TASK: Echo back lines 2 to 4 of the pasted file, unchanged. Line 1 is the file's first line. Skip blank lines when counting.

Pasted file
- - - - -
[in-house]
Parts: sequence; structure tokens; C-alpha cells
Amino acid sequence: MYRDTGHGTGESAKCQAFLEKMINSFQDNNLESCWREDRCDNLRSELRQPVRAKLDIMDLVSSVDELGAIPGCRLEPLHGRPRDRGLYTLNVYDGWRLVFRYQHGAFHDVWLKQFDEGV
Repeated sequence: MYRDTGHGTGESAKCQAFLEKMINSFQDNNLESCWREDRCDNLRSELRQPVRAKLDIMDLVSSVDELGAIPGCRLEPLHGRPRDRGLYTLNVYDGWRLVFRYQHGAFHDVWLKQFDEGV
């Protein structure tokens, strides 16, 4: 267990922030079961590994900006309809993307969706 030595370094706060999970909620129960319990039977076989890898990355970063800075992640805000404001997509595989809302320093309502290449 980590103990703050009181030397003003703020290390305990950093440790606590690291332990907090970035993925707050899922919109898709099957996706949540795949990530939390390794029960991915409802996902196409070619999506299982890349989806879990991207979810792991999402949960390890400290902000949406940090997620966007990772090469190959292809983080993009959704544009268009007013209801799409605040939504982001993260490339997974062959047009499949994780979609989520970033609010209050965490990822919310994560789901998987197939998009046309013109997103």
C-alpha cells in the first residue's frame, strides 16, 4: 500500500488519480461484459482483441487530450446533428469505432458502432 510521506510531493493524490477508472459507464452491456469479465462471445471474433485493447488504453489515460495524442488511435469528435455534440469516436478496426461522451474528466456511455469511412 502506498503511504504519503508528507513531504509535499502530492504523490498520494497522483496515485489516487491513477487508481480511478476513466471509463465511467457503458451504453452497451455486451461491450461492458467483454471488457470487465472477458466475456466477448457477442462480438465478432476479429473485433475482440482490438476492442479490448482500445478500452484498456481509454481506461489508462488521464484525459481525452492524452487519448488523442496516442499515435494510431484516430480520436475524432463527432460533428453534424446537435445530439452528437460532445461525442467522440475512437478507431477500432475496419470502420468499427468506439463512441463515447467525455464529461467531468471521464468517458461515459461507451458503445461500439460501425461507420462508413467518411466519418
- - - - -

Parts: sequence; structure tokens; C-alpha cells
Amino acid sequence: MYRDTGHGTGESAKCQAFLEKMINSFQDNNLESCWREDRCDNLRSELRQPVRAKLDIMDLVSSVDELGAIPGCRLEPLHGRPRDRGLYTLNVYDGWRLVFRYQHGAFHDVWLKQFDEGV
Repeated sequence: MYRDTGHGTGESAKCQAFLEKMINSFQDNNLESCWREDRCDNLRSELRQPVRAKLDIMDLVSSVDELGAIPGCRLEPLHGRPRDRGLYTLNVYDGWRLVFRYQHGAFHDVWLKQFDEGV